“It’s 3:00am, I am lying in bed, wide awake, stressed, not able to do anything, yet not able to fall asleep. After each night like that I would wake up at 11:00am, exhausted and anxious, with no motivation to exercise or eat healthy.
“One time I had a nightmare about my parents that was so scary, that I woke up petrified and started crying. I haven’t seen them in person for months and imagining them dead or mentally ill in a dream made me paranoid. I had to call them first thing in the morning to make sure they are well’, said Jamila*, a young woman who experienced sleep difficulties and nightmares during lockdown.
And it is not a single case. Normal routines of many people have changed because of school closures, working from home, social distancing and also because of the quarantine.
As a consequence of that we tend to lose track of days, weeks and time itself. The repetitiveness and limitedness of what we can do gives us the impression that every day is just a sequel of the previous one, not a brand new episode of a series we call life.
As one reporter in The Washington Post put it, we are all FED UP with what is happening in the world today. FED UP stands for:
Distance from others
Personal and professional concerns
Also, with home working becoming a mass phenomenon in 2020 many people forgot that it should not mean working from bed, and it led to many people developing a toxic relationship with their sleep routine.
Because of all the stress and anxiety that accumulates in our bodies during the day, we tend to sleep longer than usual without feeling rested. Living in a ‘new normal’ and increasing delays of our bedtimes and wake time has affected our schedules a lot, and it is not only the mind, but also the body, that needs some time to adjust.
Dr Andy Cope told The Stylist magazine that “stress means we sleep lightly and intermittently instead of achieving deeper REM sleep,” which, in the long term, may cause serious health-related issues.
Not taking enough care of oneself and drastically changing the sleep pattern can lead to short-term sleeplessness and eventually to chronic insomnia (the struggle to fall asleep at least three nights a week for three months or longer).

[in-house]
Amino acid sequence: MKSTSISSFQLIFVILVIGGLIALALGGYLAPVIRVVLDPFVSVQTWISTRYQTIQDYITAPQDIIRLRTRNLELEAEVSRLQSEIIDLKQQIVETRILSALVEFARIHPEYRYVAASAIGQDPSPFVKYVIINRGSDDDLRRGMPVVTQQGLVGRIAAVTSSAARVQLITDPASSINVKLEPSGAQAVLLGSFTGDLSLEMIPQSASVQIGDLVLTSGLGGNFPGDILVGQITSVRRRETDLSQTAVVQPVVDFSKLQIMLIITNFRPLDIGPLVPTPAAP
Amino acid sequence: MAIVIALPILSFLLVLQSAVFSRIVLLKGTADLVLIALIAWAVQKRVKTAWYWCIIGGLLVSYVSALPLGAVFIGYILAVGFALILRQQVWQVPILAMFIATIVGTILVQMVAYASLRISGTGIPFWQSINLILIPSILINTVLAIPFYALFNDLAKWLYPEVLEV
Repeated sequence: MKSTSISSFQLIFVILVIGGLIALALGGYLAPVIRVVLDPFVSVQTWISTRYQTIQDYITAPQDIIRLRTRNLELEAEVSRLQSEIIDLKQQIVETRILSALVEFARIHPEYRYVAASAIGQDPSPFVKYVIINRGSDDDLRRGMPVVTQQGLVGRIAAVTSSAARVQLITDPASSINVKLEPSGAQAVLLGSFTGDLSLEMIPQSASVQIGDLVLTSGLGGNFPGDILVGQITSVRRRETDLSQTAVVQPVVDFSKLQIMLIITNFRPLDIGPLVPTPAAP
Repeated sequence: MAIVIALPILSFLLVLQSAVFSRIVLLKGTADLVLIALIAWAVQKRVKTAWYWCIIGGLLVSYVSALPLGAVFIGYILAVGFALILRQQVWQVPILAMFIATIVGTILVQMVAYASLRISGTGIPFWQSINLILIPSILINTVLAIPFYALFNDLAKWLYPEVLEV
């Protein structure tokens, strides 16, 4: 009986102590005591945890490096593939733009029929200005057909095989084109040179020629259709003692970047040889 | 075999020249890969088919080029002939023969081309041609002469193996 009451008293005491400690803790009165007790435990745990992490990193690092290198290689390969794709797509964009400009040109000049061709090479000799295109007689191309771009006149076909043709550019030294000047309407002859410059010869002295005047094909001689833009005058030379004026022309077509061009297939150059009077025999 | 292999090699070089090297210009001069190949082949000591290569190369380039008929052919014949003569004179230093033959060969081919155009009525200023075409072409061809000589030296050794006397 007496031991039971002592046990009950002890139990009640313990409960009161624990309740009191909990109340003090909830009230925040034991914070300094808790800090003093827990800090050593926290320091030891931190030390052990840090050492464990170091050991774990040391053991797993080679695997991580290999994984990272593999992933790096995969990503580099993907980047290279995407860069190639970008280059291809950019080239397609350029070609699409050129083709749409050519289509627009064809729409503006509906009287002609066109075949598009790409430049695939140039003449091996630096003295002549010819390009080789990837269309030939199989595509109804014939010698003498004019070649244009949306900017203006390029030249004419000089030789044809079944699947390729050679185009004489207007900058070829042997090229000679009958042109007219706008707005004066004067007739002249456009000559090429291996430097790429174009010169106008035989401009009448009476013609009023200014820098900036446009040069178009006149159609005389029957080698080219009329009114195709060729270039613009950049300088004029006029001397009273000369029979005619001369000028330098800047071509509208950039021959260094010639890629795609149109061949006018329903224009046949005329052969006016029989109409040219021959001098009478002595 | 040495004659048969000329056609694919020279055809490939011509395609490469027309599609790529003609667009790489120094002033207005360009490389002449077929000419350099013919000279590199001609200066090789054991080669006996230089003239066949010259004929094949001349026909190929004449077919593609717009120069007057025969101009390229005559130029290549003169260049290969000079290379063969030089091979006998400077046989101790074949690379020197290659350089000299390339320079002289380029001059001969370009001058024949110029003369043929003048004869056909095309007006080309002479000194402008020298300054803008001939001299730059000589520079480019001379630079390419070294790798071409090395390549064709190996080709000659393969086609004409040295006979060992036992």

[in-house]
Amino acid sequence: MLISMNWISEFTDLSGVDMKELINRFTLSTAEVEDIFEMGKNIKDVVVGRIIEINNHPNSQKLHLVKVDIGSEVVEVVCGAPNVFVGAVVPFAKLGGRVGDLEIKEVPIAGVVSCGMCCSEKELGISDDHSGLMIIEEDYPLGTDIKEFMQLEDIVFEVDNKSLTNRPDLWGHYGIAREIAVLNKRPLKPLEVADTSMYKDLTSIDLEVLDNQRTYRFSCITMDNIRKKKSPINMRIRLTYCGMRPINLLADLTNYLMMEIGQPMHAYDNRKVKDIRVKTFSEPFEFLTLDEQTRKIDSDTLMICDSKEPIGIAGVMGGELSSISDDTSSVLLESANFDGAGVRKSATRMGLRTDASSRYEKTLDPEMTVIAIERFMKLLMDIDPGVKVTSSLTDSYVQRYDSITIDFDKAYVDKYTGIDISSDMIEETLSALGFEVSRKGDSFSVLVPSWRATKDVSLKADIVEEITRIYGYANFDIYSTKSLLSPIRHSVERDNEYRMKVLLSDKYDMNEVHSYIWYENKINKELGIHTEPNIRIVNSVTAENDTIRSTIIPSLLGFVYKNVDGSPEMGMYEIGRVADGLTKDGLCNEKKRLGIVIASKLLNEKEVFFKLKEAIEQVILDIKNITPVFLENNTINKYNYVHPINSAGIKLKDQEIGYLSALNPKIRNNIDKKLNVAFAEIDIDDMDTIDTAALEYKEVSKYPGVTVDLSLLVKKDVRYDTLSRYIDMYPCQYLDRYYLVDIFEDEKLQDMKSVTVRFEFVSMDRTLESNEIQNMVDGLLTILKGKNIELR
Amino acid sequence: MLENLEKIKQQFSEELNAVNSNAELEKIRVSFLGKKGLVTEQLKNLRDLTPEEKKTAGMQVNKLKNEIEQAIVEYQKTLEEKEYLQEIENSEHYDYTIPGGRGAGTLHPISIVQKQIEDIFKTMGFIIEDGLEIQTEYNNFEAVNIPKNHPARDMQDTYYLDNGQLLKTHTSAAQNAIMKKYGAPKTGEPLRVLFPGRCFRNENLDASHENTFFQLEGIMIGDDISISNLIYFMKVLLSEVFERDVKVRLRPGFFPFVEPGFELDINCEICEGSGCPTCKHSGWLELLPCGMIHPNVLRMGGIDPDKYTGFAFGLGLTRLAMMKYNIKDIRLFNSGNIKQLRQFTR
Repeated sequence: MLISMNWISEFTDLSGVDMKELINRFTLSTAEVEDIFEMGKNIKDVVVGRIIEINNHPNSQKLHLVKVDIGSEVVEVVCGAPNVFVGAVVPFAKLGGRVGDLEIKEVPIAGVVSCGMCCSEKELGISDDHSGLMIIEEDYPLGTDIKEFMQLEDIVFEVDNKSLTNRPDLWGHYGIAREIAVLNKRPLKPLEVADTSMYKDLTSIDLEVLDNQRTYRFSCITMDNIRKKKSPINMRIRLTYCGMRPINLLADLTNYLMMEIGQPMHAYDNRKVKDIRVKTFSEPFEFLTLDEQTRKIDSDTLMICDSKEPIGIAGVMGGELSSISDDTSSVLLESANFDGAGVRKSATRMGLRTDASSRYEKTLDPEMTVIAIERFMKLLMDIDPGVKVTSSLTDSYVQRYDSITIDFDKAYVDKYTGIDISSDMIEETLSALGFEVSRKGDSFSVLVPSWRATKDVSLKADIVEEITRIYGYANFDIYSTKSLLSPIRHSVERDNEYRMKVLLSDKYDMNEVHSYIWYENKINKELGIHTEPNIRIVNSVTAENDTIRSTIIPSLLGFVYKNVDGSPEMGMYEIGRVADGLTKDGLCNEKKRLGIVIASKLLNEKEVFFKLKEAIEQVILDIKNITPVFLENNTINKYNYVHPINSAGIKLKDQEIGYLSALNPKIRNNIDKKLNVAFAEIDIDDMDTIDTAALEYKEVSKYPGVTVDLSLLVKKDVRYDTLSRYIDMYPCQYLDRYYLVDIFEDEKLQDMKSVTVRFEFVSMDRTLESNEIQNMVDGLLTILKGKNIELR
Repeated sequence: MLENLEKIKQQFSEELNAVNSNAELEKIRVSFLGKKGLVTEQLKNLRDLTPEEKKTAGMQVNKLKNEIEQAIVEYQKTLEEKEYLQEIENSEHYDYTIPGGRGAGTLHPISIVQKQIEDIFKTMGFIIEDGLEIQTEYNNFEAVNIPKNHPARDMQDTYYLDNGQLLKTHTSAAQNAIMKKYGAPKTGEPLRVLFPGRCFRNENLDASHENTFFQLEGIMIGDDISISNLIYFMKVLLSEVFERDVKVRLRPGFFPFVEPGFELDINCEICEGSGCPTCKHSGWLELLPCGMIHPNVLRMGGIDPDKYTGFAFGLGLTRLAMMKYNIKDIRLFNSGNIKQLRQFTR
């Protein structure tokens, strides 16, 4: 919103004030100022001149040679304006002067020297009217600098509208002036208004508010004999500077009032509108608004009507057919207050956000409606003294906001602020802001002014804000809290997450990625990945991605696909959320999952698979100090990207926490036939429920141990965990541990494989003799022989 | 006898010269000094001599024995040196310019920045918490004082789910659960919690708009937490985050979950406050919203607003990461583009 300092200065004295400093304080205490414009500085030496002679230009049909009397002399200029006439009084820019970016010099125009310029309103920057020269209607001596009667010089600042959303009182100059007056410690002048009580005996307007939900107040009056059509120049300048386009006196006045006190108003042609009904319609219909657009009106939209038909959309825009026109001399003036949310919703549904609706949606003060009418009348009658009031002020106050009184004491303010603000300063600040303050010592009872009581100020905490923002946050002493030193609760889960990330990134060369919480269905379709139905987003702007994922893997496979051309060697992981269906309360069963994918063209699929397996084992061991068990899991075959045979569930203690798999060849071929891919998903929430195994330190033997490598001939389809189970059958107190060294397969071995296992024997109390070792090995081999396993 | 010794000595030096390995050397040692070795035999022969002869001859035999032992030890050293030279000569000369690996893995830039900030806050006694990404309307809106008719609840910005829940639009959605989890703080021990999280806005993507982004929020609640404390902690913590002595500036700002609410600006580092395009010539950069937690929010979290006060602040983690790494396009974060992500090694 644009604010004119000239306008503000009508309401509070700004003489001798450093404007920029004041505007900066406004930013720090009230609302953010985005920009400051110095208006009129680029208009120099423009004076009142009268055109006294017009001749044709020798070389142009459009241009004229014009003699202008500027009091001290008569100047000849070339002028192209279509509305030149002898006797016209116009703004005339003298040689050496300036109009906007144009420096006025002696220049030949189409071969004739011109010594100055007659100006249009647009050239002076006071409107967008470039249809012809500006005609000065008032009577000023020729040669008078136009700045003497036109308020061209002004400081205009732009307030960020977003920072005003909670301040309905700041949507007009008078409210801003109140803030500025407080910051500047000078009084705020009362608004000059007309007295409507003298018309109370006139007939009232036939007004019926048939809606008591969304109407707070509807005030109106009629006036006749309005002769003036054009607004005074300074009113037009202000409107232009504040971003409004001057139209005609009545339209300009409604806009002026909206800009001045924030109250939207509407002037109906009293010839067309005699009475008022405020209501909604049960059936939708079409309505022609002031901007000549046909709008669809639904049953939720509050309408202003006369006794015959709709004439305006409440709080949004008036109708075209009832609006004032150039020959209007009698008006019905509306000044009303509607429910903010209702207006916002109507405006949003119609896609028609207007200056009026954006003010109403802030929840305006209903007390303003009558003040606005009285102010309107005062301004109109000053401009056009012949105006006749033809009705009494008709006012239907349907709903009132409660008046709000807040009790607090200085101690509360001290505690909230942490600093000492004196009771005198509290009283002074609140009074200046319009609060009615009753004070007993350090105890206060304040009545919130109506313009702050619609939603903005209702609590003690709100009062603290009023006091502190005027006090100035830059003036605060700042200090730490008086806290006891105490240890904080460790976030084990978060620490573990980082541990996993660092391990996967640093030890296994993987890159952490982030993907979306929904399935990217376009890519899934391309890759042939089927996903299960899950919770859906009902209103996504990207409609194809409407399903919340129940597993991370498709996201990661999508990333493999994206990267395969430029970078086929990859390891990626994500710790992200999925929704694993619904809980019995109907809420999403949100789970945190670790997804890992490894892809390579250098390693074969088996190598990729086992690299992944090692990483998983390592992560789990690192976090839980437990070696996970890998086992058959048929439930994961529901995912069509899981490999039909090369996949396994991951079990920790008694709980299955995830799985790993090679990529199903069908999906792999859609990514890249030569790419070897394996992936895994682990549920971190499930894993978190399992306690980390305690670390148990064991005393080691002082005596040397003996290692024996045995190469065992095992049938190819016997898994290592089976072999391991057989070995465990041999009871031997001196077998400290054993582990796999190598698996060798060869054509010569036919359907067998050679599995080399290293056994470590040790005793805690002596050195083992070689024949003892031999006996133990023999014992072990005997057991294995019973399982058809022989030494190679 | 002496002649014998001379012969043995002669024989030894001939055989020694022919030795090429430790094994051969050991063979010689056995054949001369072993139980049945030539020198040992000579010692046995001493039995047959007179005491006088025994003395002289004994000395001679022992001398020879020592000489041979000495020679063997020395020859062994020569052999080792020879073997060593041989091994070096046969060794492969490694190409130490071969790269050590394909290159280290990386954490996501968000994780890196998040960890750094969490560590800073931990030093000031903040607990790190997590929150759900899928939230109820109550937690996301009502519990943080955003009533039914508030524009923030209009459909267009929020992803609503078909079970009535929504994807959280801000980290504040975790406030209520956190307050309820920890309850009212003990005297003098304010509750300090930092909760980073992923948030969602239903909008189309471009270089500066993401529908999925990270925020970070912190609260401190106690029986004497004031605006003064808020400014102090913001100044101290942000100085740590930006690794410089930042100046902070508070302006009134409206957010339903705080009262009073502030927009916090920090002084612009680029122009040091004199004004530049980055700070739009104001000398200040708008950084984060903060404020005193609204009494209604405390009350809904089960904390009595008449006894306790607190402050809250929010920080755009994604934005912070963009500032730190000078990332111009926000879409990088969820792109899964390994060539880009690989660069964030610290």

On this matter specialists argue that the current covid-19-related state of mind made a lot of people suffer from Coronasomnia – sleep problems related to the pandemic.
“Patients who used to have insomnia or who used to have difficulty falling asleep because of anxiety, are having more problems, and patients who were having nightmares have more nightmares,” said neurologist Alon Avidan.
Yet, many people still neglect the importance of a good night’s rest.
In his best-selling book Why We Sleep, Matthew Walker argues about how much better our brains work when we get good quality and how serious the consequences may be if we do not sleep enough.
Although, until 2020 our culture was not favourable for people who took their sleep routines seriously and got all the hours they needed. Workaholism and lack of sleep were praised and seen as an example to follow.
When in reality if we don’t sleep well, we find it difficult to concentrate, we are feeling disoriented and confused and also, we are more clumsy than usual.“As a society, we simply do not get the chance to sleep as much as we need, and this pandemic is allowing some of us to rediscover the importance of sleep,” Dr Ivana Rosenweig of King’s College said.
“Usually I can get myself to sleep before 4:00am, but when I have nothing set for next day I kind of stay awake until 4:00am. It’s better now but it used to be very bad in the past two months. I would try to put myself to sleep but I feel like something is bothering me and there is no point in sleeping, I feel the urge to do something but I cannot really do what needs to be done,” said Stella, who tries to fight with her anxiety by working hard.
“I think it’s because of the pandemic, I usually try to distract myself with lots and lots of work and then when I go to sleep, obviously I am not working and this is when everything hits me. I always have this worry about the future, how it’s going to look like, what is going to happen after the pandemic and maybe is it going to be like this forever? I also worry about my family that has been influenced. I try to keep the stress in me but I cannot do it for very long and it all bursts. I don’t think I have depression it’s just me swallowing down all the worries and then when the distraction is gone I start to digest it,” Stella added.
We all can acknowledge that sleep is necessary, but not many people are aware why. Sleep, especially its deep phase boosts your immune system, lowers your risk of developing health problems including: diabetes, heart disease, high blood pressure and also helps beat back stress, depression and anxiety.
Until before the pandemic, sleep difficulties were not as common, and yet there are many reasons why we don’t sleep well during the current difficult times. Most of them are related to one’s personal struggles, but experts point out the following as the most common ones: